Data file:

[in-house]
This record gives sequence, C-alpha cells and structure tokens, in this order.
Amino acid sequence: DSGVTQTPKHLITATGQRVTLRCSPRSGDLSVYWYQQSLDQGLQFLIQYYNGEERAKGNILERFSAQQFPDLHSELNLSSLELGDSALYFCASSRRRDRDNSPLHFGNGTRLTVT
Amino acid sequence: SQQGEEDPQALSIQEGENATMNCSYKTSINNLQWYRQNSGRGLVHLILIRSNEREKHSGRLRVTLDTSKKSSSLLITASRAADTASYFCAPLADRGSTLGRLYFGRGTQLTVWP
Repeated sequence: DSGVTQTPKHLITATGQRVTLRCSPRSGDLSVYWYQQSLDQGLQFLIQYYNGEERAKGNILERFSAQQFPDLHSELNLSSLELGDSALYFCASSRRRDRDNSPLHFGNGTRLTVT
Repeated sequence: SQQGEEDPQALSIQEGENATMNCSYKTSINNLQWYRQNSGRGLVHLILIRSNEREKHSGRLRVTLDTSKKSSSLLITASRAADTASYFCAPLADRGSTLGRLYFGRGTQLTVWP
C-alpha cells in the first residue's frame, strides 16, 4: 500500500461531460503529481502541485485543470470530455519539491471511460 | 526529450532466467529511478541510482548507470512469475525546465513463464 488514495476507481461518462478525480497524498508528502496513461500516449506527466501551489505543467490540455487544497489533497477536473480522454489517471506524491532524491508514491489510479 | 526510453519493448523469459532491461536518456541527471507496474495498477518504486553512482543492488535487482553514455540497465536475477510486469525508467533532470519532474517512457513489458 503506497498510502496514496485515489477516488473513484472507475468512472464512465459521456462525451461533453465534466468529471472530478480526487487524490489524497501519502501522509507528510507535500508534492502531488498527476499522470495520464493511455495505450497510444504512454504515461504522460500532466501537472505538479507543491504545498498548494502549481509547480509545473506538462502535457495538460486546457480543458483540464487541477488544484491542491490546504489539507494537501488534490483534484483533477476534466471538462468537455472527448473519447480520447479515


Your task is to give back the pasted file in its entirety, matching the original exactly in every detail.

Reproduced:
[in-house]
This record gives sequence, C-alpha cells and structure tokens, in this order.
Amino acid sequence: DSGVTQTPKHLITATGQRVTLRCSPRSGDLSVYWYQQSLDQGLQFLIQYYNGEERAKGNILERFSAQQFPDLHSELNLSSLELGDSALYFCASSRRRDRDNSPLHFGNGTRLTVT
Amino acid sequence: SQQGEEDPQALSIQEGENATMNCSYKTSINNLQWYRQNSGRGLVHLILIRSNEREKHSGRLRVTLDTSKKSSSLLITASRAADTASYFCAPLADRGSTLGRLYFGRGTQLTVWP
Repeated sequence: DSGVTQTPKHLITATGQRVTLRCSPRSGDLSVYWYQQSLDQGLQFLIQYYNGEERAKGNILERFSAQQFPDLHSELNLSSLELGDSALYFCASSRRRDRDNSPLHFGNGTRLTVT
Repeated sequence: SQQGEEDPQALSIQEGENATMNCSYKTSINNLQWYRQNSGRGLVHLILIRSNEREKHSGRLRVTLDTSKKSSSLLITASRAADTASYFCAPLADRGSTLGRLYFGRGTQLTVWP
C-alpha cells in the first residue's frame, strides 16, 4: 500500500461531460503529481502541485485543470470530455519539491471511460 | 526529450532466467529511478541510482548507470512469475525546465513463464 488514495476507481461518462478525480497524498508528502496513461500516449506527466501551489505543467490540455487544497489533497477536473480522454489517471506524491532524491508514491489510479 | 526510453519493448523469459532491461536518456541527471507496474495498477518504486553512482543492488535487482553514455540497465536475477510486469525508467533532470519532474517512457513489458 503506497498510502496514496485515489477516488473513484472507475468512472464512465459521456462525451461533453465534466468529471472530478480526487487524490489524497501519502501522509507528510507535500508534492502531488498527476499522470495520464493511455495505450497510444504512454504515461504522460500532466501537472505538479507543491504545498498548494502549481509547480509545473506538462502535457495538460486546457480543458483540464487541477488544484491542491490546504489539507494537501488534490483534484483533477476534466471538462468537455472527448473519447480520447479515